Big brands like McDonald's need to be held more accountable for the things franchisees do in their name.
— Jason Clampet
The National Labor Relations Board is ignoring its own guidelines and rushing to settle a major workplace action involving McDonald’s Corp., lawyers for employees involved in the litigation alleged. If the workers win at trial, the case could have a profound effect on how major corporations are held liable for workplace wrongdoing.
The action before the NLRB stems from claims by McDonald’s franchise employees who said they were fired in retaliation for joining a national effort to obtain a $15 hourly wage, the so-called Fight For $15 movement. McDonald’s has both denied any wrongdoing and said it shouldn’t be held responsible for the actions of individual franchises.
In January, a trial in the matter was nearing completion when it was suspended at agency request. The NLRB told the judge it would seek to settle the case, in part because an unrelated agency ruling in December undercut the claims against McDonald’s Corp. Last month, though, the NLRB inspector general said the December decision was tainted by one board member’s conflict, causing the agency to set it aside.
With the stay ending Monday, trial in the McDonald’s case is slated to resume this week.
Faced with a potential landmark decision in favor of franchise employees, NLRB lawyers have secured a deal with McDonald’s Corp. and are now racing to settle employee claims by Monday, attorneys for the workers contend. In doing so, the lawyers claim NLRB officials are wrongfully circumventing them and going straight to the workers with take-it-or-leave-it offers.
“It’s just a massive, last-minute scramble—board agents tripping over themselves to get settlements,” said Micah Wissinger, an attorney for the Fast Food Workers Organizing Committee, a union-backed group. Senator Elizabeth Warren of Massachusetts said Saturday that a rush to settle the case is “an insult to every working American.”
“Donald Trump’s NLRB is trying to railroad workers into terrible settlements and let corporations violating labor laws off the hook,” the Democrat said in an emailed statement.
The NLRB and McDonald’s didn’t immediately respond to requests for comment.
“These workers have waited years, and all of the sudden they have to make a decision in ten minutes.”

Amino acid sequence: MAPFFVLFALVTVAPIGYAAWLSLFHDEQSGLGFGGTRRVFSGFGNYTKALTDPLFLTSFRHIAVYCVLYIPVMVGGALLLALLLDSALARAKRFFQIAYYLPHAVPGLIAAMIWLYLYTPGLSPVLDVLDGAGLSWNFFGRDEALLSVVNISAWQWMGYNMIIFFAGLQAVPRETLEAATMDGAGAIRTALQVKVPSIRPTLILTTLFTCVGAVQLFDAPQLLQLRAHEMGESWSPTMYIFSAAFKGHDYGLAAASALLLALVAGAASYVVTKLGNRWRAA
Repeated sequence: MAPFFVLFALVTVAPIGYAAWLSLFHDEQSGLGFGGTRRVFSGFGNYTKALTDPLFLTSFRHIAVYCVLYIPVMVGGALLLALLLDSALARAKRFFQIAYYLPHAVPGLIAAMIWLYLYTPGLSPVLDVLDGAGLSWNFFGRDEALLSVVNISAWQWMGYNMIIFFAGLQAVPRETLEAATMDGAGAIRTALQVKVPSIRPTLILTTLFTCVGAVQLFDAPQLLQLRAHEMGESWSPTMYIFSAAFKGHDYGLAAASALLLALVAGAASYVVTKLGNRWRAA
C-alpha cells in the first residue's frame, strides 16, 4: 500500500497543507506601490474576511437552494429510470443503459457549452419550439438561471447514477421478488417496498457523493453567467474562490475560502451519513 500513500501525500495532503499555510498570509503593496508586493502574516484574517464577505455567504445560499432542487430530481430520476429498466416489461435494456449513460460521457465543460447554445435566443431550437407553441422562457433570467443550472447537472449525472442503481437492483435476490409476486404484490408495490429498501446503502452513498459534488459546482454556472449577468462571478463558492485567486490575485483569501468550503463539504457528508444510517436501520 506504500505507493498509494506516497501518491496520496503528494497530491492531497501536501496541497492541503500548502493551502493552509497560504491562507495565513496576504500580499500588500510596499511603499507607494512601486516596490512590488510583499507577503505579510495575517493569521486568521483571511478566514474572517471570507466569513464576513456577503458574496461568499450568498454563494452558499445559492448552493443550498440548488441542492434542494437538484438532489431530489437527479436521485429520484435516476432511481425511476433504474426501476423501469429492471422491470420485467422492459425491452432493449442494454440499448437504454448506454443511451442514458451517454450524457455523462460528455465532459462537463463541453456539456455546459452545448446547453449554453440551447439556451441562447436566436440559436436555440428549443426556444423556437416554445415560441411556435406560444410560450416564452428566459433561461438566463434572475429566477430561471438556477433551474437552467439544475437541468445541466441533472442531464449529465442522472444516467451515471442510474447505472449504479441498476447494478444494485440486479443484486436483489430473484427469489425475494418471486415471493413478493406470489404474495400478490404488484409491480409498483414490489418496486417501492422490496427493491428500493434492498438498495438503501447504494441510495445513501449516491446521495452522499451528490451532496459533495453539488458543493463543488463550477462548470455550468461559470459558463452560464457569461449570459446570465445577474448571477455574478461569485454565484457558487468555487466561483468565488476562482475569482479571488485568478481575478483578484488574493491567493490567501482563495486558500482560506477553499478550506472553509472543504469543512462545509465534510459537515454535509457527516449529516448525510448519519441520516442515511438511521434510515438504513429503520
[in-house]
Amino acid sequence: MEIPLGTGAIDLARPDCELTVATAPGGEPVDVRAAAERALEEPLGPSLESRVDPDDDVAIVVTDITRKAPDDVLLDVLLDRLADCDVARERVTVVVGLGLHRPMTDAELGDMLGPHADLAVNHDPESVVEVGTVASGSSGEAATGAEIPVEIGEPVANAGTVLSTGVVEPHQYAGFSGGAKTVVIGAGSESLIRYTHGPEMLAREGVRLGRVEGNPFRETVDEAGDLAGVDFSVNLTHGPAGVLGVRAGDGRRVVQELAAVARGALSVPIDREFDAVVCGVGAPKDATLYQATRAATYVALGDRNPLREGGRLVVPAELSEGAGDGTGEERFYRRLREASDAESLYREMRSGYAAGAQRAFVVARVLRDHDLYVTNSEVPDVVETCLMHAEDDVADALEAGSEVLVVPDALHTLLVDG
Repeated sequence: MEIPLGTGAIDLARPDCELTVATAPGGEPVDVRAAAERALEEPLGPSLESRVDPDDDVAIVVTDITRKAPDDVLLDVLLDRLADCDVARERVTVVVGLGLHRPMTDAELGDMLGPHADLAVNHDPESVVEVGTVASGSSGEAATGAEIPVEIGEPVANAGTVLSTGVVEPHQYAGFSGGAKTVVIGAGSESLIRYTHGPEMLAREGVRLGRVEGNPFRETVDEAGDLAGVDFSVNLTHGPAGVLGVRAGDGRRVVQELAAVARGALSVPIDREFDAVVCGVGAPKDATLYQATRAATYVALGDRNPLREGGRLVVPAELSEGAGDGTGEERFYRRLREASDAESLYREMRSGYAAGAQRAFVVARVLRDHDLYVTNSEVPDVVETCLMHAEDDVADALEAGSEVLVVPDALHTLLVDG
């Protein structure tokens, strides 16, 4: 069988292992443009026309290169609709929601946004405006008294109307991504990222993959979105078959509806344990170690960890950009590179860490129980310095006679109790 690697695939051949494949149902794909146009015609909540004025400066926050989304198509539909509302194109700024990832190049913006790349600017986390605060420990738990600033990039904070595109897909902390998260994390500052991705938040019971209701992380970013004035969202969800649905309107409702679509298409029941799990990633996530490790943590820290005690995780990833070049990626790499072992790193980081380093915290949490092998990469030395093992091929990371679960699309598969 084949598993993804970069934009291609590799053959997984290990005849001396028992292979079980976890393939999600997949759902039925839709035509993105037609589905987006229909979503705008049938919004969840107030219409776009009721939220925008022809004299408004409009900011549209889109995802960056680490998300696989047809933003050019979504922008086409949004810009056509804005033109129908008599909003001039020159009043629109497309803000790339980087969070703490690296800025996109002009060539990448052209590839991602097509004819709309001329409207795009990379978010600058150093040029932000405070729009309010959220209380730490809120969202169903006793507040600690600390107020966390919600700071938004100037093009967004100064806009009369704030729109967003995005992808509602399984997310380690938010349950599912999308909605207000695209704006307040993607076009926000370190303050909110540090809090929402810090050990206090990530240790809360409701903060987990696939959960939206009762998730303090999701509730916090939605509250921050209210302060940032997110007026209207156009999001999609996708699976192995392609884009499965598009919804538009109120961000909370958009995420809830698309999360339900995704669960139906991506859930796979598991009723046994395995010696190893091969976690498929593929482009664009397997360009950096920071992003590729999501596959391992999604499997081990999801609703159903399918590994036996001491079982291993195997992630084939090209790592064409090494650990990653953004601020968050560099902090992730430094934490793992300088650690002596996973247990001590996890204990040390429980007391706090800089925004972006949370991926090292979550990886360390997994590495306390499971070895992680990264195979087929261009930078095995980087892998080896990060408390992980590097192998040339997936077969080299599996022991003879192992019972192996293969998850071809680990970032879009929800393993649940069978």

A decision for the McDonald’s workers, who come from dozens of McDonald’s franchises across the country, could be cited as precedent in future lawsuits seeking to reach the deep pockets of multinationals whose franchises and units engage in workplace wrongdoing. Such a ruling—that McDonald’s Corp. is a “joint employer” with enough power over its franchises to share legal responsibility for violations of worker rights—would in turn spur increased litigation costs for companies.
Wissinger alleged in an interview that NLRB lawyers are soliciting workers to accept deals on the spot or within hours, without sufficient opportunity to review final terms with the labor group’s attorney, and in some cases without the workers fully understanding they are waiving their right to get their job back. “These workers have waited years, and all of the sudden they have to make a decision in ten minutes because the general counsel wants to help McDonald’s kill its case before Monday,” he said.
In 2012, the NLRB under the Obama administration began probing allegations by workers at franchised McDonald’s restaurants that they were fired for their participation in Service Employees International Union-backed labor and wage protests. In 2015, an NLRB ruling in an unrelated case provided agency lawyers with stronger legal grounds to win claims against McDonald’s Corp., not just the franchisees.
In a 3-2 vote, the NLRB’s Democratic majority in Browning-Ferris made it easier for a company to be considered a joint employer of workers who are paid by someone else. Business groups were outraged.
When the agency trial in the McDonald’s case began in 2016, an attorney for the fast food company argued that Dick Griffin, the Obama-appointed NLRB general counsel and former union lawyer, was attempting to drive “a wedge between McDonald’s and its franchisees by forcing a massive piece of litigation” over allegations many of which could have been settled “in a fifteen minute phone call.”